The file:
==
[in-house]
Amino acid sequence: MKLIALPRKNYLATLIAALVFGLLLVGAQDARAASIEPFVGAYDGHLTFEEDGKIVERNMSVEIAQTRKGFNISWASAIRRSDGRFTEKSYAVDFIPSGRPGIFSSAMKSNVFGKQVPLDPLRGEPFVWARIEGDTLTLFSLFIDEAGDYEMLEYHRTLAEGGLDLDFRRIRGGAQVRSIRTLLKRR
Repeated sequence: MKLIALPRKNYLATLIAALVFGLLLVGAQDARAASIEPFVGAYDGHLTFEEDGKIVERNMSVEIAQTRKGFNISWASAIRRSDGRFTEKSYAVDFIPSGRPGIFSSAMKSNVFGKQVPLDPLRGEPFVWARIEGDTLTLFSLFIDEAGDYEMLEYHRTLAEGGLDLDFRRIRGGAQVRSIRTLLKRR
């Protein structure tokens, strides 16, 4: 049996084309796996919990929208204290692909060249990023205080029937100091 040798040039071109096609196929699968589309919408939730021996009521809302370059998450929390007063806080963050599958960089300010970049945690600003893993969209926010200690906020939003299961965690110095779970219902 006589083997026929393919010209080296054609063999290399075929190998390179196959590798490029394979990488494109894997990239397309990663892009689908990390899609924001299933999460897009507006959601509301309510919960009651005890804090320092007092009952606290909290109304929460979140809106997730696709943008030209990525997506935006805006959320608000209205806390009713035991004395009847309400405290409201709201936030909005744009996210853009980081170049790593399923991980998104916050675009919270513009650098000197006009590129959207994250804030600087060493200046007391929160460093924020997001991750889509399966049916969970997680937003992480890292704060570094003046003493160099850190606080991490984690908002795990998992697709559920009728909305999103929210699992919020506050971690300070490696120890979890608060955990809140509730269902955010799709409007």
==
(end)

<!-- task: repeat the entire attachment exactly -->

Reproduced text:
[in-house]
Amino acid sequence: MKLIALPRKNYLATLIAALVFGLLLVGAQDARAASIEPFVGAYDGHLTFEEDGKIVERNMSVEIAQTRKGFNISWASAIRRSDGRFTEKSYAVDFIPSGRPGIFSSAMKSNVFGKQVPLDPLRGEPFVWARIEGDTLTLFSLFIDEAGDYEMLEYHRTLAEGGLDLDFRRIRGGAQVRSIRTLLKRR
Repeated sequence: MKLIALPRKNYLATLIAALVFGLLLVGAQDARAASIEPFVGAYDGHLTFEEDGKIVERNMSVEIAQTRKGFNISWASAIRRSDGRFTEKSYAVDFIPSGRPGIFSSAMKSNVFGKQVPLDPLRGEPFVWARIEGDTLTLFSLFIDEAGDYEMLEYHRTLAEGGLDLDFRRIRGGAQVRSIRTLLKRR
């Protein structure tokens, strides 16, 4: 049996084309796996919990929208204290692909060249990023205080029937100091 040798040039071109096609196929699968589309919408939730021996009521809302370059998450929390007063806080963050599958960089300010970049945690600003893993969209926010200690906020939003299961965690110095779970219902 006589083997026929393919010209080296054609063999290399075929190998390179196959590798490029394979990488494109894997990239397309990663892009689908990390899609924001299933999460897009507006959601509301309510919960009651005890804090320092007092009952606290909290109304929460979140809106997730696709943008030209990525997506935006805006959320608000209205806390009713035991004395009847309400405290409201709201936030909005744009996210853009980081170049790593399923991980998104916050675009919270513009650098000197006009590129959207994250804030600087060493200046007391929160460093924020997001991750889509399966049916969970997680937003992480890292704060570094003046003493160099850190606080991490984690908002795990998992697709559920009728909305999103929210699992919020506050971690300070490696120890979890608060955990809140509730269902955010799709409007």